The briefcase was emptied, its contents cataloged at Langley's instructions. Langley wanted a precise record of the letters the lawyer had taken from Trumble. When everything had been inspected and photographed, the briefcase was placed in the hallway near his office. The snoring was impressive, and uninterrupted.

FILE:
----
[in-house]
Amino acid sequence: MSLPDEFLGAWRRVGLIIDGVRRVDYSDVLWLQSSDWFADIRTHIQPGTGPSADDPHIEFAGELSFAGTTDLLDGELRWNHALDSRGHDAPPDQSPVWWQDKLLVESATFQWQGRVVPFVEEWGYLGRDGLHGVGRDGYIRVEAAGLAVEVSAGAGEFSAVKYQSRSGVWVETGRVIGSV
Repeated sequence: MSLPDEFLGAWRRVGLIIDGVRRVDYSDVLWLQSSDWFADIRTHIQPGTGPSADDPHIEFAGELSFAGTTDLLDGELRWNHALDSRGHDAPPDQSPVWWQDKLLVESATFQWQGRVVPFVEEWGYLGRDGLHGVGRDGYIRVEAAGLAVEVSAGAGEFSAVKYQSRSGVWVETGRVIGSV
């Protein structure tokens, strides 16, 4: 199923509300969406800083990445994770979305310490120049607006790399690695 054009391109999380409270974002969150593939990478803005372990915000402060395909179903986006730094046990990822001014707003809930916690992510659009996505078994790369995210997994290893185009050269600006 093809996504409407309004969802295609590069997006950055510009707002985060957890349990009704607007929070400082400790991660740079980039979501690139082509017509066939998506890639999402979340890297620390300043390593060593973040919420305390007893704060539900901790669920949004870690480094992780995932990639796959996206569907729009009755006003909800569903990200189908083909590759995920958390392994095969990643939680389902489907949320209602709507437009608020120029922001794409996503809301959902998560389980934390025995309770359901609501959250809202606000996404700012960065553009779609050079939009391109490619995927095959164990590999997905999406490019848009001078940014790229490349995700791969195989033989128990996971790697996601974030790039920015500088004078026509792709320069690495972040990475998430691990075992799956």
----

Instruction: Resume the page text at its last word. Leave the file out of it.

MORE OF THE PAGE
Shortly before 2, Barr managed to start the Beetle parked near Pete's. He drove it down the empty street and left it innocently on the curb in front of the law office, so that the drunk would rub his eyes in a few hours and pat himself on the back for such a nice job of driving. Or maybe he would shrink in horror at the thought of having driven while intoxicated once again. Either way, they'd be listening.